By Paul Gambles, MBMG Investment Advisory Co., Ltd.
There are many theories of how to calculate the amount of money you need to retire. Despite the plethora of formulae and algorithms, it primarily takes a clear head and accurate, detailed planning to get it right.
By Paul Gambles, MBMG Investment Advisory Co., Ltd.
By David J Kidd, Citroen Wells
When a person dies “intestate”, that is without leaving a valid will disposing of the whole of his property, the distribution of his estate is governed in the UK by special legal rules. These intestacy rules typically prescribe that the estate passes to certain surviving family members or relatives in prescribed proportions and a prescribed manner, whether absolutely or in trust. The rules take effect automatically without the intervention of a Court application.
By Allen Kutchins, Kutchins, Robbins & Diamond LTD
Advanced estate planning during one’s lifetime will minimize or eliminate estate taxes. It is a continual process and is most effective when a plan is in place and it works over a period of time. Following are some of KRD’s favorite planning techniques; however, there are many more available. Implementing these can assure that high networth clients will minimize or pay no federal estate taxes.
By Sergio Guerrero Rosas, Guerrero Santana
There have been various changes to tax planning and the use of offshore entities over the last few years in Mexico following a wave of new rules and regulations. Nonetheless, there are a number of benefits to a carefully implemented trusts strategy. By understanding a few of the key principles at work in Mexican estate planning and fideicomisos (trusts), families can successfully protect their wealth as they pass assets on from one generation to the next, helping them to properly achieve tax efficiency, compliance and confidentiality.
By Peter Trieu, Rowbotham International
We wish to present in a three part series, comments on the use of trusts for United States income, estate, and charitable planning. This series is intended to summarize the possible trust structures; the permutations are many. Part 1, following below, covers the use of domestic trusts for income and estate planning. Part 2 will cover the use of foreign trusts for income and estate planning. Part 3 will cover the use of charitable trusts and foundations.
By Brian Hatton, Greystone LLC
The Anglo Saxon form of discretionary trust has been popularly used for a very long time, amongst other things to help manage the protection and (hopefully, orderly) distribution and redistribution of family wealth. This article is from a practitioner’s standpoint to highlight some simple practices that can help create a great result rather than a cautionary tale.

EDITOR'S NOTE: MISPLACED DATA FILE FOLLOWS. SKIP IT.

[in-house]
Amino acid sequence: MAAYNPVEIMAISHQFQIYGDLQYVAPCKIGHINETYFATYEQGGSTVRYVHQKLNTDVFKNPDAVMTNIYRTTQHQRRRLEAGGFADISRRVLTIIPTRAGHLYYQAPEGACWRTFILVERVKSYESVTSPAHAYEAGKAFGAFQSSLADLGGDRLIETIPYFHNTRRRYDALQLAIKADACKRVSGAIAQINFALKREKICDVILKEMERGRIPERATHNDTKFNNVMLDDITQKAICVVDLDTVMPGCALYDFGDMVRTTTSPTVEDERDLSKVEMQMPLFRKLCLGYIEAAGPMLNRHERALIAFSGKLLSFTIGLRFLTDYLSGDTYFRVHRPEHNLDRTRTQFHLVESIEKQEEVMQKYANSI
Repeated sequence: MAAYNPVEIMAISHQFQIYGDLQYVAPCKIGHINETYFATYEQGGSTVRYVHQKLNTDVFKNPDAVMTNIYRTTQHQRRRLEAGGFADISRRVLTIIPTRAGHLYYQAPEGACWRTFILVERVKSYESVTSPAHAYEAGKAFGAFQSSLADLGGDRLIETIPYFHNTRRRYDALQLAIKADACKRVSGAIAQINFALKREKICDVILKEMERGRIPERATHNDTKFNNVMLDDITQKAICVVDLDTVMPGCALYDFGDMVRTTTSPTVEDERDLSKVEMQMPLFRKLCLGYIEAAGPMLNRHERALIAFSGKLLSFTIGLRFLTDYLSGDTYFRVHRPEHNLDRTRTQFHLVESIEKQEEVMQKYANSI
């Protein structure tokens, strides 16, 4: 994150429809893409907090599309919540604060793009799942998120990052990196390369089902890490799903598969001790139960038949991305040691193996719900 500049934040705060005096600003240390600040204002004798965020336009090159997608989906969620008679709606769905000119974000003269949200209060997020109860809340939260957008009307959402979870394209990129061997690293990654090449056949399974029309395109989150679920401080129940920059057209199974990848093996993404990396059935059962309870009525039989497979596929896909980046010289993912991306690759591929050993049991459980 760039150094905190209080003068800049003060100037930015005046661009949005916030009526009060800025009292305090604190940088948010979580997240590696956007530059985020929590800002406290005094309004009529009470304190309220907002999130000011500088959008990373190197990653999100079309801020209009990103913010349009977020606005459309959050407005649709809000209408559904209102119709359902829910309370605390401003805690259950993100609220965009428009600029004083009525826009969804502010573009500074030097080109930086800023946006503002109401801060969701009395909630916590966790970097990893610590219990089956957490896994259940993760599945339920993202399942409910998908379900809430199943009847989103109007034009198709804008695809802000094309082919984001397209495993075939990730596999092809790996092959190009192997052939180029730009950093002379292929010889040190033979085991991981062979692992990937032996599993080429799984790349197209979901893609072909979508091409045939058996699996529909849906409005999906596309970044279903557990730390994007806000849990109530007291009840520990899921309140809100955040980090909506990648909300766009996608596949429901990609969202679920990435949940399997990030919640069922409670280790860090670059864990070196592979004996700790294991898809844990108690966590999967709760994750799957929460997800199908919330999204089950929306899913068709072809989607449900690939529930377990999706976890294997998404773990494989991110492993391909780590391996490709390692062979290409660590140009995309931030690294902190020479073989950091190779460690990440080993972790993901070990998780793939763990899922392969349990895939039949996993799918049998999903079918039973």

By Bérangère Hassenforder, Anthony & Co UK Ltd
As a reminder, an individual savings account provides a tax free environment for savings. On 1 July 2014, all ISAs became New ISAs or NISAs. The government changed the name to reflect the increased limits and flexibility that are available to account holders. From 1 July, the annual allowance is increased and individuals are able to save up to a maximum of GBP 15,000 in this efficient tax wrapper for the 2014/15 tax year.
By Robert Worthington, Shea Nerland Calnan LLP
High net worth families will often use discretionary trusts for asset protection, tax and estate planning, and charitable purposes. Maintaining privacy may also be a desired objective in utilizing a trust. Clients should be aware, however, that trustees have a duty to disclose information to beneficiaries. Even experienced trust practitioners are often surprised to learn of the degree to which trustees have a duty to disclose information, even where the trust is fully discretionary.
By Prof. Robert Anthony, Anthony & Cie
Many people today are rather confused. They see a government in France that frightens them. Property seems difficult to assess. Everyone says it is a buyers’ market. But how true is any of this? Taxation is becoming ever more complicated with each new finance act. Those living on retirement pensions see their net income falling and are worried about the future.
By Sergio Guerrero Rosas, Guerrero y Santana, S.C.
The issue of estate planning should be of importance to anyone who owns anything from a home to a car, from savings accounts to a nice electric guitar. As a result, we should all be aware of the processes involved in the preparation of wills and trusts, and be concerned not to die intestate (if at all), that is to say, without having given direction for the distribution of property and possession.
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- Italy: Natural becomes legitimate
- The New Peril of Incorporated Contractors in Canada
- U.S. tax deferral savings plan in Malta
- Royal Court Awaits Hastings-Bass Ruling
- Blocking a family member's involvement in a business
- Jersey Limited Liability Partnerships
- Important aspects of the amendments to the legislation on trusts proposed by the Panamanian Superintendence of Banks
- International Families: Planning Considerations for US Beneficiaries of Your Foreign Trusts
- Rent-Free Use of Trust Property: A Trap for Unwary U.S. Beneficiaries of Foreign Trusts
- The Danish property market - the knot is untied, creating great opportunities for international investors
- The new tax regime of trusts in France